The Associated Press once again downplays Palestinian terror. A March 18, 2004 article by Mohammed Daraghmeh not only equates Israeli demonstrators with Palestinian terrorists, but minimizes the activities of those terrorists.
In the article, entitled "Palestinian and Israeli extremists pose threat to truce," Daraghmeh states:
Extremists on both the Israeli and Palestinian sides pose a significant threat to a truce that 13 Palestinian factions agreed to extend this week.
Rogue Palestinian groups, some of which are believed to be funded by the Lebanon-based Hezbollah, remain outside the truce, which is underpinning the new momentum toward peacemaking that has brought a recent drop in violence.
And Jewish extremists could upset the deal if they make good on threats to stage provocative demonstrations aimed at derailing Israel's planned pullout from the Gaza Strip.
AP uses the identical word—extremist—to characterize both sets of people. Who, then, are these Palestinian and Israeli "extremists"? How do their activities differ?
According to the article, the Israeli "extremists" are threatening to stage "provocative demonstrations." Daraghmeh reports that they have discussed sending thousands of Jews onto the Temple Mount, Judaism's holiest site (and home of what is widely considered the third holiest Islamic shrine), in order to distract the Israeli army and police from evicting Jewish residents of the Gaza Strip.
So here, "extremist" refers to Israelis who are contemplating demonstrating against their government's policy.
On the Palestinian side, the extremists mentioned by the AP are members of the Popular Resistance Committees (PRC). The article indicates that the group "said it would not abide by the cease-fire declared in Cairo ..." Its members "use tactics similar to Hezbollah guerrillas. It is responsible for blowing up three Israeli tanks and killing seven soldiers in three attacks in 2002 and 2003."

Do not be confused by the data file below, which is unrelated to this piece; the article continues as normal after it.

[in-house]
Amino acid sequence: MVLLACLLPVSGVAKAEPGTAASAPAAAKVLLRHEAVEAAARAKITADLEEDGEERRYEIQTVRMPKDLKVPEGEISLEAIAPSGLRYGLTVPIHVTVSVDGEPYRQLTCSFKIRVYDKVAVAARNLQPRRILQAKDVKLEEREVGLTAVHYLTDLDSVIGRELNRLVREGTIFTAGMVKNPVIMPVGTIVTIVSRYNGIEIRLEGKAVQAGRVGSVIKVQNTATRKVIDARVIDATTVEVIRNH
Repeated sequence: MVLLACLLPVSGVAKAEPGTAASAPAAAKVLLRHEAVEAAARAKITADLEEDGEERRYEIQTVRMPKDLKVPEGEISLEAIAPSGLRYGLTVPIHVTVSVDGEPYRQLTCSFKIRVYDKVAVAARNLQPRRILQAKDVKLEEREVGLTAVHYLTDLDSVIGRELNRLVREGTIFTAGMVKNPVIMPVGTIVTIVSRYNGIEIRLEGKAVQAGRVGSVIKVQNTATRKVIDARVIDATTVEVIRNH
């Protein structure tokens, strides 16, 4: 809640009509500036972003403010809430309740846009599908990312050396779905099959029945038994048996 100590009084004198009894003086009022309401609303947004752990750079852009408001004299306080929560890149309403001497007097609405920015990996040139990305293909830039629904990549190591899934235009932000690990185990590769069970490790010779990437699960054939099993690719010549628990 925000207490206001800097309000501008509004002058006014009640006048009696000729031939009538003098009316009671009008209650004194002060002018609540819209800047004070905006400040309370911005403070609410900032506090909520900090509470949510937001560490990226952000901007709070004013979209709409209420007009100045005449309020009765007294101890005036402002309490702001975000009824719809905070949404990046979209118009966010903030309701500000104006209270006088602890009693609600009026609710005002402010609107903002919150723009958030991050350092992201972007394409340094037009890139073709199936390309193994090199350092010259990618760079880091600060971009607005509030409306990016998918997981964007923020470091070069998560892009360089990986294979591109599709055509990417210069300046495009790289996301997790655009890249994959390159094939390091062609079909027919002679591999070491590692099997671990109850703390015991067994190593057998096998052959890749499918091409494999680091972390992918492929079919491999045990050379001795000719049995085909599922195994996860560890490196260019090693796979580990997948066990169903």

In this case, "extremist" refers to a group with a history of deadly anti-Israeli attacks who vow to continue this violence.
By setting up a false moral equivalence between Israeli protesters and Palestinian killers, Daraghmeh simultaneously minimizes the threat of the Palestinian attackers and grossly exaggerates the danger posed by the protesters.
Daraghmeh goes even further to whitewash the PRC. While the reporter notes that the terrorist group was responsible for killing seven Israeli soldiers in 2002 and 2003, he omits crucial information about the group's civilian targets. The PRC has also claimed responsibility for other deadly attacks including a January 2005 attack on a Gaza Strip crossing point used to transport Palestinian produce; the launching of rockets into the Israeli town of Sderot; and the point-blank shooting and killing of a pregnant mother and her four daughters (aged 2, 7, 9, and 11) in 2004. In addition, the group is suspected of having bombed a U.S. diplomatic convoy which killed three Americans.
Considering the group's targeting of civilians, a more accurate way to describe the PRC would be "a terrorist group." This would not only eliminate the false moral equivalence between protesters and killers, but would also signal readers that the PRC is a group that does not differentiate between military and civilian targets.